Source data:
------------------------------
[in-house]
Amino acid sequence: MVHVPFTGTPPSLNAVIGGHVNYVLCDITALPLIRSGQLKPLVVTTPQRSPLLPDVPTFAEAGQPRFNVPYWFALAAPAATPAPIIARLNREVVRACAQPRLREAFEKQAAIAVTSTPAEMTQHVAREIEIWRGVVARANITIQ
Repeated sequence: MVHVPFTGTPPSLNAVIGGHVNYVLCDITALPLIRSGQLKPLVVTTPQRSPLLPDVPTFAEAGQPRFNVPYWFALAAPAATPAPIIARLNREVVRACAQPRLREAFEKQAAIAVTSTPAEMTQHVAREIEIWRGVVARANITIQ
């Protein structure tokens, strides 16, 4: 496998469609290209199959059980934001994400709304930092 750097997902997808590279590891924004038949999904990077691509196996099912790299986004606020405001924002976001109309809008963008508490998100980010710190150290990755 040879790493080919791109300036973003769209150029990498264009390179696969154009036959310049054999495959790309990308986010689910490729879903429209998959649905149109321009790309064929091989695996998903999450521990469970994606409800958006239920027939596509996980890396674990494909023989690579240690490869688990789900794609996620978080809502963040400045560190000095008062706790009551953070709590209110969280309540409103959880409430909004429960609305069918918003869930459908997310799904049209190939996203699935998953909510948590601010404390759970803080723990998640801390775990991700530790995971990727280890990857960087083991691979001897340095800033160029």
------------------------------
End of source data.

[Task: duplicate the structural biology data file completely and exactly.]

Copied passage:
[in-house]
Amino acid sequence: MVHVPFTGTPPSLNAVIGGHVNYVLCDITALPLIRSGQLKPLVVTTPQRSPLLPDVPTFAEAGQPRFNVPYWFALAAPAATPAPIIARLNREVVRACAQPRLREAFEKQAAIAVTSTPAEMTQHVAREIEIWRGVVARANITIQ
Repeated sequence: MVHVPFTGTPPSLNAVIGGHVNYVLCDITALPLIRSGQLKPLVVTTPQRSPLLPDVPTFAEAGQPRFNVPYWFALAAPAATPAPIIARLNREVVRACAQPRLREAFEKQAAIAVTSTPAEMTQHVAREIEIWRGVVARANITIQ
């Protein structure tokens, strides 16, 4: 496998469609290209199959059980934001994400709304930092 750097997902997808590279590891924004038949999904990077691509196996099912790299986004606020405001924002976001109309809008963008508490998100980010710190150290990755 040879790493080919791109300036973003769209150029990498264009390179696969154009036959310049054999495959790309990308986010689910490729879903429209998959649905149109321009790309064929091989695996998903999450521990469970994606409800958006239920027939596509996980890396674990494909023989690579240690490869688990789900794609996620978080809502963040400045560190000095008062706790009551953070709590209110969280309540409103959880409430909004429960609305069918918003869930459908997310799904049209190939996203699935998953909510948590601010404390759970803080723990998640801390775990991700530790995971990727280890990857960087083991691979001897340095800033160029």